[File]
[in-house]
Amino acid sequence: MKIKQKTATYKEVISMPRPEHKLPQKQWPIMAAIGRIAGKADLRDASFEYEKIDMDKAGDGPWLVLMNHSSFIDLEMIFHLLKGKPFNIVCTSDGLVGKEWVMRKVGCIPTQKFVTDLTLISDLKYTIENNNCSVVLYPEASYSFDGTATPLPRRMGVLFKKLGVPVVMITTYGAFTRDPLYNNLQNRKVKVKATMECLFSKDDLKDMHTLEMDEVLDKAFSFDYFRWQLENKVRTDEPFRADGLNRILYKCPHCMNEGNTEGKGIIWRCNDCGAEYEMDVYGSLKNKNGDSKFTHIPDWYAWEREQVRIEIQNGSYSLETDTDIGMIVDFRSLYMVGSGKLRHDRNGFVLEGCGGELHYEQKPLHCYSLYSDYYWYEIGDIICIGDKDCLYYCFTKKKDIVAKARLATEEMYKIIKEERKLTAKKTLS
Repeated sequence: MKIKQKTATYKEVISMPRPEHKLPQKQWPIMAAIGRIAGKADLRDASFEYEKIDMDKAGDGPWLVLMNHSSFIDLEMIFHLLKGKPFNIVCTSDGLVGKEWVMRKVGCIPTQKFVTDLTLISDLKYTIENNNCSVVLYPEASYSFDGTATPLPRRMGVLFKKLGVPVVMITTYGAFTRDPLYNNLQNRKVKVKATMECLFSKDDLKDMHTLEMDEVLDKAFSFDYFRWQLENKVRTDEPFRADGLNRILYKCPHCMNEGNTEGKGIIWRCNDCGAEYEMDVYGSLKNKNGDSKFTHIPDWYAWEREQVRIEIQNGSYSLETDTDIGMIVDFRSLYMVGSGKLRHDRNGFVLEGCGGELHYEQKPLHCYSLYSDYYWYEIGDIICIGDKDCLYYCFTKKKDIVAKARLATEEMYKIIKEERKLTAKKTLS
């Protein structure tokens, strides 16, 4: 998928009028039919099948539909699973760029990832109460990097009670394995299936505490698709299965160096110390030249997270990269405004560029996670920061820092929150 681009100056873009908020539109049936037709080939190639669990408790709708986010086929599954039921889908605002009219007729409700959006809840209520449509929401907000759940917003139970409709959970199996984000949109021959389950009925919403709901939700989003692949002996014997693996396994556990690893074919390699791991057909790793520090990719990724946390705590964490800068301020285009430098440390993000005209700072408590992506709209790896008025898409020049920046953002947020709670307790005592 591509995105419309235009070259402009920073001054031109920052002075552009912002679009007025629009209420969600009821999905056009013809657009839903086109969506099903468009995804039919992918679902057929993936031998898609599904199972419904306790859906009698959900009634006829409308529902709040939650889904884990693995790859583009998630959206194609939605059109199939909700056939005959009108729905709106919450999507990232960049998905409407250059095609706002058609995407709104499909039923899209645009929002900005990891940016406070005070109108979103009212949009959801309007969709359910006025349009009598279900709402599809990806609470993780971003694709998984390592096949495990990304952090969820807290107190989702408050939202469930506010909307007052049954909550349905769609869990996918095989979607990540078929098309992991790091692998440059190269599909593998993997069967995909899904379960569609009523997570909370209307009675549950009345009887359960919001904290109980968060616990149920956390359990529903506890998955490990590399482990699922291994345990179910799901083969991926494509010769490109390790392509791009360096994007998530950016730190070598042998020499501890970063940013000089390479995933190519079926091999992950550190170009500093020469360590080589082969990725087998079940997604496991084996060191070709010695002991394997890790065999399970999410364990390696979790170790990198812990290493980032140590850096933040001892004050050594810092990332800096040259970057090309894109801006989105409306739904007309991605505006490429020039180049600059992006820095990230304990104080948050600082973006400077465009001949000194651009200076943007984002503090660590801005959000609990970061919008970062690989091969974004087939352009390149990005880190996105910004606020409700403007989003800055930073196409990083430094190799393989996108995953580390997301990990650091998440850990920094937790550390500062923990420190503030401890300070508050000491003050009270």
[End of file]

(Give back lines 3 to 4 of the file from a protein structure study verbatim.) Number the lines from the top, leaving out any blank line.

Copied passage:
Repeated sequence: MKIKQKTATYKEVISMPRPEHKLPQKQWPIMAAIGRIAGKADLRDASFEYEKIDMDKAGDGPWLVLMNHSSFIDLEMIFHLLKGKPFNIVCTSDGLVGKEWVMRKVGCIPTQKFVTDLTLISDLKYTIENNNCSVVLYPEASYSFDGTATPLPRRMGVLFKKLGVPVVMITTYGAFTRDPLYNNLQNRKVKVKATMECLFSKDDLKDMHTLEMDEVLDKAFSFDYFRWQLENKVRTDEPFRADGLNRILYKCPHCMNEGNTEGKGIIWRCNDCGAEYEMDVYGSLKNKNGDSKFTHIPDWYAWEREQVRIEIQNGSYSLETDTDIGMIVDFRSLYMVGSGKLRHDRNGFVLEGCGGELHYEQKPLHCYSLYSDYYWYEIGDIICIGDKDCLYYCFTKKKDIVAKARLATEEMYKIIKEERKLTAKKTLS
């Protein structure tokens, strides 16, 4: 998928009028039919099948539909699973760029990832109460990097009670394995299936505490698709299965160096110390030249997270990269405004560029996670920061820092929150 681009100056873009908020539109049936037709080939190639669990408790709708986010086929599954039921889908605002009219007729409700959006809840209520449509929401907000759940917003139970409709959970199996984000949109021959389950009925919403709901939700989003692949002996014997693996396994556990690893074919390699791991057909790793520090990719990724946390705590964490800068301020285009430098440390993000005209700072408590992506709209790896008025898409020049920046953002947020709670307790005592 591509995105419309235009070259402009920073001054031109920052002075552009912002679009007025629009209420969600009821999905056009013809657009839903086109969506099903468009995804039919992918679902057929993936031998898609599904199972419904306790859906009698959900009634006829409308529902709040939650889904884990693995790859583009998630959206194609939605059109199939909700056939005959009108729905709106919450999507990232960049998905409407250059095609706002058609995407709104499909039923899209645009929002900005990891940016406070005070109108979103009212949009959801309007969709359910006025349009009598279900709402599809990806609470993780971003694709998984390592096949495990990304952090969820807290107190989702408050939202469930506010909307007052049954909550349905769609869990996918095989979607990540078929098309992991790091692998440059190269599909593998993997069967995909899904379960569609009523997570909370209307009675549950009345009887359960919001904290109980968060616990149920956390359990529903506890998955490990590399482990699922291994345990179910799901083969991926494509010769490109390790392509791009360096994007998530950016730190070598042998020499501890970063940013000089390479995933190519079926091999992950550190170009500093020469360590080589082969990725087998079940997604496991084996060191070709010695002991394997890790065999399970999410364990390696979790170790990198812990290493980032140590850096933040001892004050050594810092990332800096040259970057090309894109801006989105409306739904007309991605505006490429020039180049600059992006820095990230304990104080948050600082973006400077465009001949000194651009200076943007984002503090660590801005959000609990970061919008970062690989091969974004087939352009390149990005880190996105910004606020409700403007989003800055930073196409990083430094190799393989996108995953580390997301990990650091998440850990920094937790550390500062923990420190503030401890300070508050000491003050009270």